Postcommunist Central Banks: A Democratic Deficit?

Issue Date January 2006
Volume 17
Issue 1
Page Numbers 90-103
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Both proponents and detractors of central bank independence (CBI) view granting central bank independence as a domestic decision made for domestic economic reasons after domestic political consideration. However, postcommunist independent central banks began their lives burdened with a dual democratic deficit. Not only were they predominantly developed by and for international actors, but this rapid process occurred without building significant domestic support for these institutions. This paper explores the problematic implications of this democratic deficit and discusses how central banks might be better incorporated into democratic polities without compromising their countries’ economic health.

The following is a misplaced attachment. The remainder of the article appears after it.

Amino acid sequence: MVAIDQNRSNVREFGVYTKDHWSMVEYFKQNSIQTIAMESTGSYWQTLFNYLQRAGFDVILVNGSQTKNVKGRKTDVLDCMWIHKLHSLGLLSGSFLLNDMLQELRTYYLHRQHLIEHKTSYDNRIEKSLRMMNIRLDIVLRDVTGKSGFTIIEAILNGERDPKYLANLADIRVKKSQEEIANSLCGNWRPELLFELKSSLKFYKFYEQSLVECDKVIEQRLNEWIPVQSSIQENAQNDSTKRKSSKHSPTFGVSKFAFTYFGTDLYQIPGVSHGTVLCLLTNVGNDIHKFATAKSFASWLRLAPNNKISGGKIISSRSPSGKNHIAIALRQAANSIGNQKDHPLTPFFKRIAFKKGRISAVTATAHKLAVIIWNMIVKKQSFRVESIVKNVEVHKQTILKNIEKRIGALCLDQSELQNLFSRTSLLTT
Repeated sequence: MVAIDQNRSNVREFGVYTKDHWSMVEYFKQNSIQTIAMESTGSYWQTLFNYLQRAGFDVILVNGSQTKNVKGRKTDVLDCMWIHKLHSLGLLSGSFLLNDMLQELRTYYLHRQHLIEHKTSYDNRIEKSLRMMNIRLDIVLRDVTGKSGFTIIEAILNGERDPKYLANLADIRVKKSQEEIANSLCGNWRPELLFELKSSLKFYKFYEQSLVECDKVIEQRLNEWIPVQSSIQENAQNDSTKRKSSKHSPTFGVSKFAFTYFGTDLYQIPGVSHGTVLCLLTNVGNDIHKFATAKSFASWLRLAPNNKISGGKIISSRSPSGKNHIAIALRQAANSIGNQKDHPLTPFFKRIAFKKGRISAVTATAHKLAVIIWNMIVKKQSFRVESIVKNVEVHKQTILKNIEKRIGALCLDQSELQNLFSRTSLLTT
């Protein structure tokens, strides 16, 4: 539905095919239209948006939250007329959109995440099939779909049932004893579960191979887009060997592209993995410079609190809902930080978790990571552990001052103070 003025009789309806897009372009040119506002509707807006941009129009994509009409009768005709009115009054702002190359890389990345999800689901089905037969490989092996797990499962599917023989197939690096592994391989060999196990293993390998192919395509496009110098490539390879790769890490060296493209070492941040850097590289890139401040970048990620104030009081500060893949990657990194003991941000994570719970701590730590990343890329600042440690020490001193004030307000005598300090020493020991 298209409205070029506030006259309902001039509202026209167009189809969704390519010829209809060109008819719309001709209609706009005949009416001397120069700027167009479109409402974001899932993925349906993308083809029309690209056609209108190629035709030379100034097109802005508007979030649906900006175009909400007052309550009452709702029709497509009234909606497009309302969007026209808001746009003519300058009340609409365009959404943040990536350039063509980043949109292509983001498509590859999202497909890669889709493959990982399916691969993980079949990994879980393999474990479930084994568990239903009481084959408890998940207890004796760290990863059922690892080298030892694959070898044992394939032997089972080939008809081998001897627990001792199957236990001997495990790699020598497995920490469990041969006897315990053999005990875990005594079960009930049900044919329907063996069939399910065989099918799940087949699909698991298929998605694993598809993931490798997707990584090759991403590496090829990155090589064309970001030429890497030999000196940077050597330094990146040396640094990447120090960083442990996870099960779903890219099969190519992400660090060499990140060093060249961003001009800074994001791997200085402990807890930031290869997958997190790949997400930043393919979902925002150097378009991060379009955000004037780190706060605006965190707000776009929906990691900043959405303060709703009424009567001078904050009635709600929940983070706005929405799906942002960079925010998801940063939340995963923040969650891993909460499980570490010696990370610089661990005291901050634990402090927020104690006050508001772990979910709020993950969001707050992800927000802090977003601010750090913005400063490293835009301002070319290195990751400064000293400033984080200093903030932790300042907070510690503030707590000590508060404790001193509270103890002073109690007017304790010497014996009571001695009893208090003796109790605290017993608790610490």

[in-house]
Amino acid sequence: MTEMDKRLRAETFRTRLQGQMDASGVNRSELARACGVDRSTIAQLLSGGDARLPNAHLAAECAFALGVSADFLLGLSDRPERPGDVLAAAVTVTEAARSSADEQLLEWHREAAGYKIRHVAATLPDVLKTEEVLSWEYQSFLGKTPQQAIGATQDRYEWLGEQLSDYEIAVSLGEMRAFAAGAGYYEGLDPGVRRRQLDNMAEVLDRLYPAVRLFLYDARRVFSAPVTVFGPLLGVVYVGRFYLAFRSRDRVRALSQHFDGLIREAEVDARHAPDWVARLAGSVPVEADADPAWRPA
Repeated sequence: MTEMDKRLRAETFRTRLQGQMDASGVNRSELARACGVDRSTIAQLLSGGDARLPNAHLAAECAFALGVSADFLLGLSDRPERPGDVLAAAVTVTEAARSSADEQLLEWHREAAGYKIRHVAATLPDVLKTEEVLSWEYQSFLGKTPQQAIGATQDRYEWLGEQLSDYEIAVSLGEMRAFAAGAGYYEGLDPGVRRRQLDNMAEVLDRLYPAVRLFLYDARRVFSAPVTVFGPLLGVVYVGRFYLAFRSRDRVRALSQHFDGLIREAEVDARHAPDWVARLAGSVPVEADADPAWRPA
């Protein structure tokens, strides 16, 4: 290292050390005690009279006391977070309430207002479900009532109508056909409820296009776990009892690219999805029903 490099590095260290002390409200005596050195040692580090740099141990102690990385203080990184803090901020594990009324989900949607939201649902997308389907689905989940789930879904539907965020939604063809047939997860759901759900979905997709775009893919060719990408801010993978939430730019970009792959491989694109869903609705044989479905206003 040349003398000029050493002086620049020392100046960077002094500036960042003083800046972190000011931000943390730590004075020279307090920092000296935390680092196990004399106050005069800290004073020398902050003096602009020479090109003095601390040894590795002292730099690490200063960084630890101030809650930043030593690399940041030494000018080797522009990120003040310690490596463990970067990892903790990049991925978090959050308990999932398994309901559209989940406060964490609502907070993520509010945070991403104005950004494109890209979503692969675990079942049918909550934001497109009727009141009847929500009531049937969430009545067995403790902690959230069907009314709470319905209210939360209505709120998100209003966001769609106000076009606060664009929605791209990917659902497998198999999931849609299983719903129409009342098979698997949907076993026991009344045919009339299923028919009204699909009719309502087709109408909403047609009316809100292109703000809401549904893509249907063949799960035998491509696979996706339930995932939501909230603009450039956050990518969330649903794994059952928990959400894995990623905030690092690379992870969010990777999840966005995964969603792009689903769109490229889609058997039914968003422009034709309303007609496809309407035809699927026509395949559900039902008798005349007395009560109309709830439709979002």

About the Author

Juliet Johnson is associate professor of political science at McGill University in Montreal. She is author of A Fistful of Rubles: The Rise and Fall of the Russian Banking System (2000) and is currently working on a volume entitled The Central Banking Revolution: Transnational Networks and Post-Communist Transformation.

View all work by Juliet Johnson